You are here

Jordan training Iraqi officers under NATO-funded programme

By Khetam Malkawi - Apr 09,2016 - Last updated at Apr 09,2016

AMMAN — The first group of officers from Iraq’s national security forces started the  NATO training course at the King Abdullah Special Operations Training Centre in Amman on April 2, 2016.

According to a statement sent to The Jordan Times by NATO, this training is part of NATO’s effort to help Iraq build up its defence capacities, reform its security sector and increase its ability to contribute to regional stability.

In the next six months, NATO said 350 Iraqi officers will be trained in the course. Training will begin with focus on military medicine, civil military planning and on countering improvised explosive devices.

It added that a similar NATO defence capacity building cooperation is also ongoing with Jordan.

State Minister for Media Affairs and Communications Mohammad Momani said this programme is part of the cooperation between Jordan and NATO that is ongoing and continuous.

“We consider training and enhancing the capabilities of those fighting terrorism as one of our essential weapons,” the minister said.   

“We have the best training centres in the world; we train thousands of personal every year from several countries,” Momani told The Jordan Times, adding that this programme implemented with NATO is “consistent with our vision to help and empower Iraqis and others to fights terrorist organisations in their countries”.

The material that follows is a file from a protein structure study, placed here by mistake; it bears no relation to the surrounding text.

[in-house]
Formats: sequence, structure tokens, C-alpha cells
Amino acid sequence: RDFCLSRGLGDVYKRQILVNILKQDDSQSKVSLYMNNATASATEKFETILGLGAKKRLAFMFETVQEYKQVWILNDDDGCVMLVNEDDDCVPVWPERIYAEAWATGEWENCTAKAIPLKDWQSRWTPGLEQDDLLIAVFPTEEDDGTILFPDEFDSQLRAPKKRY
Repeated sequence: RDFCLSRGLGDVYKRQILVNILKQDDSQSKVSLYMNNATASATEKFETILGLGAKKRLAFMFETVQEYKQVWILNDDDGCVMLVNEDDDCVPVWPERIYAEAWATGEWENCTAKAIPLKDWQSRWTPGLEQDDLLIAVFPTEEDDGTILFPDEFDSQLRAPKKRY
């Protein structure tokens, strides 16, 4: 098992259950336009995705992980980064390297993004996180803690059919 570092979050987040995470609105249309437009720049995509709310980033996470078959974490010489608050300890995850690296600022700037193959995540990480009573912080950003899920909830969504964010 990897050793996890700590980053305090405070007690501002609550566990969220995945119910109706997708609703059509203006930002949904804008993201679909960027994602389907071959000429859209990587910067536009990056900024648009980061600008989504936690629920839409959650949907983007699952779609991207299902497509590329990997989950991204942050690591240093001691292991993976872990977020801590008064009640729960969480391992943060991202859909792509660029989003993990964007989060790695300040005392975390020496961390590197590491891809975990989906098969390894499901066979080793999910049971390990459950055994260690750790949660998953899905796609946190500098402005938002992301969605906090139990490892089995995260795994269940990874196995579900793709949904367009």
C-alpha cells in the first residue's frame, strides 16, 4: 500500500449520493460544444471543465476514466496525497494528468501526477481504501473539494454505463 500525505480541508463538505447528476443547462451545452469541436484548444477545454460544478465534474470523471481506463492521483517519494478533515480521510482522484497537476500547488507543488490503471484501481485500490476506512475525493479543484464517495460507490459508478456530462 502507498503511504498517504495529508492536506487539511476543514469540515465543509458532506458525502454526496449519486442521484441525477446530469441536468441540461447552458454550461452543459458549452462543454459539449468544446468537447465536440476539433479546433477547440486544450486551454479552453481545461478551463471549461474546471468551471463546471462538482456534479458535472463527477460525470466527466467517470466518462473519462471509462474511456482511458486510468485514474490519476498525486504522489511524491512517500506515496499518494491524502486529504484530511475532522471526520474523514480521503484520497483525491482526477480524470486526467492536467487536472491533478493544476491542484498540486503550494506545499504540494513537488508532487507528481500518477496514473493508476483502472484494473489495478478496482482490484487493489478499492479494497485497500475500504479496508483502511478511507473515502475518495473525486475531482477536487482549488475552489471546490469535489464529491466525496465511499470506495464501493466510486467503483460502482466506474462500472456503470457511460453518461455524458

The minister, who is also the government’s spokesperson, added: “We view this as one of the main cooperation programmes and one of the main steps that we take in order to fight terrorism, and to empower and build the capacity of those in the field who are fighting terrorism in their villages and town, being targeted by terrorist organisations”. 

According to the NATO statement, this initiative is part of NATO’s Defence Capacity Building programme for Iraq, launched in response to a request by the Iraqi government. 

“It will include advice on security sector reform, military training, explosive ordnance disposal, de-mining, cyber defence, civil emergency planning, civil-military planning, countering improvised explosive devices, military medicine and medical assistance,” the statement explained.


Building the capacities of inclusive Iraqi defense and security forces is one of the ways in which NATO can help project stability to partner countries, and the programme has been designed to complement efforts by individual NATO Allies, by the Global Coalition to Counter Daesh, along with the EU and UN, the statement said.

100 users have voted.


Get top stories and blog posts emailed to you each day.